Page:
One of the toughest challenges of recording high-quality video is stability. With a GoPro, the problem is often magnified by the nature of the activity: surfing, mountain biking, skiing – extreme sports with erratic movement that results in footage so shaky you’ll get motion sickness just from watching it. Sybrillo isn’t the first product to provide a solution to this problem, but it promises to do it in a uniquely elegant and complete way.
Looking like a robotic arm, the core product is a three-axis gimbal that provides infinite rotation for pan, roll, and tilt. This means that no matter what the activity, Sybrillo can keep the camera level. Quadruple BMX backflip? No problem. On Kickstarter, the video demonstration showed an impressive amount of shake-reduction compared to a non-stabilized GoPro, although this by itself isn’t anything we haven’t seen before from other gimbals. Where things really start to get interesting is with the software.
With a smartphone app, users can wirelessly set the camera angle with the swipe of a finger. What’s more, place your phone in a VR headset like Google Cardboard (or Sybrillo’s own cardboard headset) and the gimbal will mimic your movement – rotating, panning, and tilting as you look around. (It’s probably not recommended to strap your phone to your face before careening down a mountain on a bike or parachuting out of an airplane, but it could come in handy when you’re watching someone else do those things.)
The app can also be used to program motion control sequences, which is especially useful for creating time-lapse videos. Multiple camera moves can be created, strung together, and reordered at will, making it possible to begin a time-lapse with a slow pan that transitions into a tilt without having to set up two separate shots.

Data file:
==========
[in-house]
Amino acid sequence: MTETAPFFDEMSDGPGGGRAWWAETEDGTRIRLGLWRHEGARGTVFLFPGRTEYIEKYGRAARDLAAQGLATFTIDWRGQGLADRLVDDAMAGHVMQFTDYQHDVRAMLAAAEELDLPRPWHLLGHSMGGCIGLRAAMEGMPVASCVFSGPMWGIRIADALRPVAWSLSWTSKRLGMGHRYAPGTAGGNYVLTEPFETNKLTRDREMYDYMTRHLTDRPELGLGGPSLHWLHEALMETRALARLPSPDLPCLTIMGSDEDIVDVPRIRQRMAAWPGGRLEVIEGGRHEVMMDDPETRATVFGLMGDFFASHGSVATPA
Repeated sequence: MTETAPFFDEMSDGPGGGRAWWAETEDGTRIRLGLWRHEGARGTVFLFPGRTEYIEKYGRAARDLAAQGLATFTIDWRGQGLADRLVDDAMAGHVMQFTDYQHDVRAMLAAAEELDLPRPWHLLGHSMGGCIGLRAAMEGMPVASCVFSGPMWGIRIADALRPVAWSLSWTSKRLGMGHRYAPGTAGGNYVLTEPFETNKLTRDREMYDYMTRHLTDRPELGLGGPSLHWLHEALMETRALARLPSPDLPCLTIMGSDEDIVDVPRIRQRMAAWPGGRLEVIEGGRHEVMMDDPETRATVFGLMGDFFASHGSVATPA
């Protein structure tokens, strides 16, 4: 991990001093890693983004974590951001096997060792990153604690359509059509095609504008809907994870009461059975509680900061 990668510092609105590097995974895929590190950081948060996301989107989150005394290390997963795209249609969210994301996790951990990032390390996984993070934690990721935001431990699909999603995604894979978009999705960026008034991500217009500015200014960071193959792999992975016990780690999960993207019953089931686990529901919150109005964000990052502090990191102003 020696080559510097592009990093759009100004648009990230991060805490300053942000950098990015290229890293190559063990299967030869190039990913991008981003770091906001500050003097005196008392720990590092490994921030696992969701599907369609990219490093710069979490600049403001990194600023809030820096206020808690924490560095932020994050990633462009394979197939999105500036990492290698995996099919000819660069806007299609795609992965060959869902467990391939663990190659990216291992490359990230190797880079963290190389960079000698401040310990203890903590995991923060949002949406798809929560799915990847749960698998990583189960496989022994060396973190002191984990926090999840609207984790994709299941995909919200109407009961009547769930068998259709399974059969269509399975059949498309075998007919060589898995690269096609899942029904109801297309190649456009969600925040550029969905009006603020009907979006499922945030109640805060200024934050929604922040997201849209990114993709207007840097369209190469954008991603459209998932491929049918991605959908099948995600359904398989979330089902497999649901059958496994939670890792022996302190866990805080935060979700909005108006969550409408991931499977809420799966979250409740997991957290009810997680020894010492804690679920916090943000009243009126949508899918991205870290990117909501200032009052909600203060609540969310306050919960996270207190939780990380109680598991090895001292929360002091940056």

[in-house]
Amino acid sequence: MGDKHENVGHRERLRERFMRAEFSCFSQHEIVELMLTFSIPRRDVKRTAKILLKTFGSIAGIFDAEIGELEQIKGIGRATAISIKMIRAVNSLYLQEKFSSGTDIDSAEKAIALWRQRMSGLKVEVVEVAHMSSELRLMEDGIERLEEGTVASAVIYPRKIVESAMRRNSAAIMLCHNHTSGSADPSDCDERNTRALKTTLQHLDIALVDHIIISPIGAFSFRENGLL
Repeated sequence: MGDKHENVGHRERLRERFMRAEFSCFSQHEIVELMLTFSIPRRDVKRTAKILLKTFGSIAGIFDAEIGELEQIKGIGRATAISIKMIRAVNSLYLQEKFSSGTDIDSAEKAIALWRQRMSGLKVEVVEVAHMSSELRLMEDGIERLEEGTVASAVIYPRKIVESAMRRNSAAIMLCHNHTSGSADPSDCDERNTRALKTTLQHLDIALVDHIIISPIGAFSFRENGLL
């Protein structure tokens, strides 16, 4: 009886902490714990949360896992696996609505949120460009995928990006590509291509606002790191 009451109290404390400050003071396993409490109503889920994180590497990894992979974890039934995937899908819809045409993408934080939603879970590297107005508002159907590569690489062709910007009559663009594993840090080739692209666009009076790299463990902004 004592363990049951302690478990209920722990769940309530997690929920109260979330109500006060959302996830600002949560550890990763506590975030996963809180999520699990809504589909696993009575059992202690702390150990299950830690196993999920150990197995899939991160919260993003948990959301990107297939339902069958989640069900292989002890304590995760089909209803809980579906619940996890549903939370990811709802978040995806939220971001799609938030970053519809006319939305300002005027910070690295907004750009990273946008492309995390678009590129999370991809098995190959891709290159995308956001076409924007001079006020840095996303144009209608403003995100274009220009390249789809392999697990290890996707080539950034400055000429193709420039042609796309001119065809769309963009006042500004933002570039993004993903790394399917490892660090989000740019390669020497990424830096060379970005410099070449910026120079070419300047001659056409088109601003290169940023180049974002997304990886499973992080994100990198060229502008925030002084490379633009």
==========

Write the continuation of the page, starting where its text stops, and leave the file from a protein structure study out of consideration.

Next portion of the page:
With a standard GoPro mount on its base, Sybrillo is fully compatible with existing GoPro accessories, although it does add nearly six inches of height and 10.6 ounces of weight, which may limit its use in some situations. Still, it is designed to be taken nearly anywhere, and can even survive under three feet of water, for up to thirty minutes.
Since the Kickstarter campaign launched just six days ago, Sybrillo has already climbed well above its $50,000 goal ($75,200 at the time of writing). The campaign has 23 days remaining, although many rewards tiers are already sold out. New backers who want to receive a Sybrillo will need to contribute at least $229, and wait until March 2017 before they receive it. Note that Sybrillo isn’t a name that we have heard of, nor does it have any previously successful product to ride on. But if it lives up to its promise of being the most versatile GoPro accessory ever made, it should be well worth wait.